Today, we’re announcing a multi-year initiative to build the Privacy Sandbox on Android, with the goal of introducing new, more private advertising solutions. Specifically, these solutions will limit sharing of user data with third parties and operate without cross-app identifiers, including advertising ID. We’re also exploring technologies that reduce the potential for covert data collection, including safer ways for apps to integrate with advertising SDKs. The Privacy Sandbox on Android builds on our existing efforts on the web, providing a clear path forward to improve user privacy without putting access to free content and services at risk. A plan for a plan that aims to please the advertising industry, an industry which at this point means Google, all built by Google. I might be mildly skeptical.
A few years ago, I got the crazy idea to try porting the Commodore 64 KERNAL and BASIC ROMs to the NES, since their CPUs are mostly the same. But I gave up when things got complicated with the PPU. Then a couple weeks ago, I saw that someone ported it to the Atari 1200XL, so I decided I’d give it another shot. This time, I was able to make a (mostly) working system. Quite impressive.
Today, we’re excited to announce early access to a new version of Chrome OS bringing the benefits of Chrome OS to PCs and Macs. Chrome OS Flex is the cloud-first, fast, easy-to manage, and secure operating system for PCs and Macs. Learn more below, try it out, and share your feedback to help us shape this product. It’s basically Chrome OS for any PC or Mac you might have lying around. Other parties offered similar Chrome OS-based systems for non-Chromebook hardware, but this is the first time Google itself offers it as a first-class citizen of the Chrome OS ecosystem.
Chrome and Firefox will reach version 100 in a couple of months. This has the potential to cause breakage on sites that rely on identifying the browser version to perform business logic. This post covers the timeline of events, the strategies that Chrome and Firefox are taking to mitigate the impact, and how you can help. Just skip 9.
Haiku’s latest activity report is here, and while there’s a lot of stuff in there – as usual – I think the Gtk work stands out this month. After all that work, GTK3 worked “well enough” that it seemed ready for general consumption (or at least testing), so waddlesplash committed the necessary changes to HaikuPorts for Xlibe to be packaged, and then GTK3, and then finally the first GTK3 application: Inkscape. Already, GIMP has followed closely on its tail thanks to 3dEyes (with some quick fixes to Xlibe done by waddlesplash for it), and more GTK3 applications are sure to follow once the HaikuPorts team gets caught up to speed on things. You can find screenshots on the forums of both GIMP and Inkscape running on Haiku. With that, waddlesplash has deemed the “GTK3 porting adventure” complete, and has returned to development work on Haiku’s core for this coming month. That’s a lot of progress, and two great applications to have running on Haiku.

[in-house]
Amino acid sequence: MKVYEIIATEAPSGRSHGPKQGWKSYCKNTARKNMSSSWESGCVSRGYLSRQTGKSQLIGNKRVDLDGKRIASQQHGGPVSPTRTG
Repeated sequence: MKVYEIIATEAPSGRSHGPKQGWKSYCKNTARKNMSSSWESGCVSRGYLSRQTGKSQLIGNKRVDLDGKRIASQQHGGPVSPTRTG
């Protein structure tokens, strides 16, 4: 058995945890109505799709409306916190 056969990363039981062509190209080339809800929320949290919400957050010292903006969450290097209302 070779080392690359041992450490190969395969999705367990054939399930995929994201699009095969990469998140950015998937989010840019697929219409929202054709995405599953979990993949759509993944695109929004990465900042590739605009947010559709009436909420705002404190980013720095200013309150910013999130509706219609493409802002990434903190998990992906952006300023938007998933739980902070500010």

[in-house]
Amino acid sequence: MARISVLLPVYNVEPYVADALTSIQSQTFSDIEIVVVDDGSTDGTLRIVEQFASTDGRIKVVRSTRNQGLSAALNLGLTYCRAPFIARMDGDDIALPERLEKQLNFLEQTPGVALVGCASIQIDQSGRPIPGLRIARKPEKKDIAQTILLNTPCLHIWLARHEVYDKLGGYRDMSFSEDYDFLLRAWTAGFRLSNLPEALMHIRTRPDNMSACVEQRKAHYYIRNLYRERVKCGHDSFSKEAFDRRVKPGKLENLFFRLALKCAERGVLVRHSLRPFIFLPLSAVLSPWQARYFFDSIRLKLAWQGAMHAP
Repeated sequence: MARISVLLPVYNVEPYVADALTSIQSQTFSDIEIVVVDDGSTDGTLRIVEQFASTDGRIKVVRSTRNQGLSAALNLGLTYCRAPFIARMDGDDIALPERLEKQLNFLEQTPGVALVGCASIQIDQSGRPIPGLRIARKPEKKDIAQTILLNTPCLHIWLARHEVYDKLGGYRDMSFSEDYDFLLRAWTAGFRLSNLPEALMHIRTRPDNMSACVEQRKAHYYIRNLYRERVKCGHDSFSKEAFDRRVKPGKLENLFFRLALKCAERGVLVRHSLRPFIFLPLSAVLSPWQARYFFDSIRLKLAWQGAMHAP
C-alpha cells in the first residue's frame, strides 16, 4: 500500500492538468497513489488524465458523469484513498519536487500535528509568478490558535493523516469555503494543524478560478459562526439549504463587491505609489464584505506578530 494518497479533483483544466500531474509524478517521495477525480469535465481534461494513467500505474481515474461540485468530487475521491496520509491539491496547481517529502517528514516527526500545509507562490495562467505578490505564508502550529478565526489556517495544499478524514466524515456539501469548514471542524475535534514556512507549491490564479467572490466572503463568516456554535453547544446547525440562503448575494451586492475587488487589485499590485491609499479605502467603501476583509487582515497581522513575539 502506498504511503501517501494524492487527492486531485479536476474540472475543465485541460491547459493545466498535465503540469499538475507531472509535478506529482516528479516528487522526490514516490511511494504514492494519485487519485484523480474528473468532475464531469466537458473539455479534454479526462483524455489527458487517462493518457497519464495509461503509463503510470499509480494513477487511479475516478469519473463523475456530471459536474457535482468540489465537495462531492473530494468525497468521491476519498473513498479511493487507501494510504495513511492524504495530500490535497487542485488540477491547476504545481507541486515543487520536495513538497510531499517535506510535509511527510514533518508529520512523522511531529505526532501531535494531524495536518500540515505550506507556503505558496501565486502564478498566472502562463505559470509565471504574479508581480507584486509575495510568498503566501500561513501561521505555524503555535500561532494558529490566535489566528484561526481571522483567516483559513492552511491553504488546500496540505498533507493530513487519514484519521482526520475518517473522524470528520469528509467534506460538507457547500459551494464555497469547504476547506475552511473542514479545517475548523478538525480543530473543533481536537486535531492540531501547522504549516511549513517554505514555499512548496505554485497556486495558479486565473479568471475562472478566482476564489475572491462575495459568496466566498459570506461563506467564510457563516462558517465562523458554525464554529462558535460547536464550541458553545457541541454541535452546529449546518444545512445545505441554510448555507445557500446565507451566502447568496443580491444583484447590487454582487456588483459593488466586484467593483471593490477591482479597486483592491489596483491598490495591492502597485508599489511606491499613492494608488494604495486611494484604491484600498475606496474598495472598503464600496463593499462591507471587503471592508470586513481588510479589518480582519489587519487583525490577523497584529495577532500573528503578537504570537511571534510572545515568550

Development and testing of Arca Noae’s support for UEFI continues. Here’s a brief recap of how this will work in ArcaOS 5.1: When the installation media boots, if the system is determined to be in “UEFI mode” as opposed to “Legacy mode” (“Legacy” here refers to the configuration which presents a traditional PC BIOS), ArcaOS will begin the preboot process using its compatibility system. Essentially, this is a 64-bit environment which will provide a rather complete BIOS emulation for the ArcaOS kernel, including VGA services for video display. I often wonder just how hard it must be for the ArcaOS developers to work within the confines of OS/2 and what must be stringent licensing agreements and NDAs with IBM. This kind of low-level programming on OS/2 can’t be easy.
Attribution is how advertisers know if their advertising campaigns are working. Attribution generates metrics that allow advertisers to understand how their advertising campaigns are performing. Related measurement techniques also help publishers understand how they are helping advertisers. Though attribution is crucial to advertising, current attribution practices have terrible privacy properties. For the last few months we have been working with a team from Meta (formerly Facebook) on a new proposal that aims to enable conversion measurement – or attribution – for advertising called Interoperable Private Attribution, or IPA. Mozilla working together with Facebook on a privacy feature. How desperate is Mozilla, exactly?
Today, we’re sharing a first look at the next release of Android, with the Android 13 Developer Preview 1. With Android 13 we’re continuing some important themes: privacy and security, as well as developer productivity. We’ll also build on some of the newer updates we made in 12L to help you take advantage of the 250+ million large screen Android devices currently running. There’s actually quite a few cool features in here, some of which are long overdue – like a standard, system-wide photo and video picker for sharing. Share sheets in Android have become an utter mess, so any cleanup is very welcome here.